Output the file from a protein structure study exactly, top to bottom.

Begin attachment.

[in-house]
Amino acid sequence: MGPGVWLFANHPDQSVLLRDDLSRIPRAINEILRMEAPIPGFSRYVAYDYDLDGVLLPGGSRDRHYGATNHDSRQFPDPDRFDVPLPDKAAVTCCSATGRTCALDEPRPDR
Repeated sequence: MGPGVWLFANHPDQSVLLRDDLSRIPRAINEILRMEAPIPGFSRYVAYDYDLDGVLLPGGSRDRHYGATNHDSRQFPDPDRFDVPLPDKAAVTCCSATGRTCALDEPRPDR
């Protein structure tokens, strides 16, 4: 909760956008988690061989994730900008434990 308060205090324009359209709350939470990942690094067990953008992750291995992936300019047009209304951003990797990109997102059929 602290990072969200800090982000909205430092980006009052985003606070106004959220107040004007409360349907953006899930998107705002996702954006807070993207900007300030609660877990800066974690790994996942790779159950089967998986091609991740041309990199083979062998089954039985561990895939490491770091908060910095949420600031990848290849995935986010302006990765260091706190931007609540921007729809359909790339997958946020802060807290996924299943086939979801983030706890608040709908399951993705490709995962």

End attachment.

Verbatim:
[in-house]
Amino acid sequence: MGPGVWLFANHPDQSVLLRDDLSRIPRAINEILRMEAPIPGFSRYVAYDYDLDGVLLPGGSRDRHYGATNHDSRQFPDPDRFDVPLPDKAAVTCCSATGRTCALDEPRPDR
Repeated sequence: MGPGVWLFANHPDQSVLLRDDLSRIPRAINEILRMEAPIPGFSRYVAYDYDLDGVLLPGGSRDRHYGATNHDSRQFPDPDRFDVPLPDKAAVTCCSATGRTCALDEPRPDR
């Protein structure tokens, strides 16, 4: 909760956008988690061989994730900008434990 308060205090324009359209709350939470990942690094067990953008992750291995992936300019047009209304951003990797990109997102059929 602290990072969200800090982000909205430092980006009052985003606070106004959220107040004007409360349907953006899930998107705002996702954006807070993207900007300030609660877990800066974690790994996942790779159950089967998986091609991740041309990199083979062998089954039985561990895939490491770091908060910095949420600031990848290849995935986010302006990765260091706190931007609540921007729809359909790339997958946020802060807290996924299943086939979801983030706890608040709908399951993705490709995962």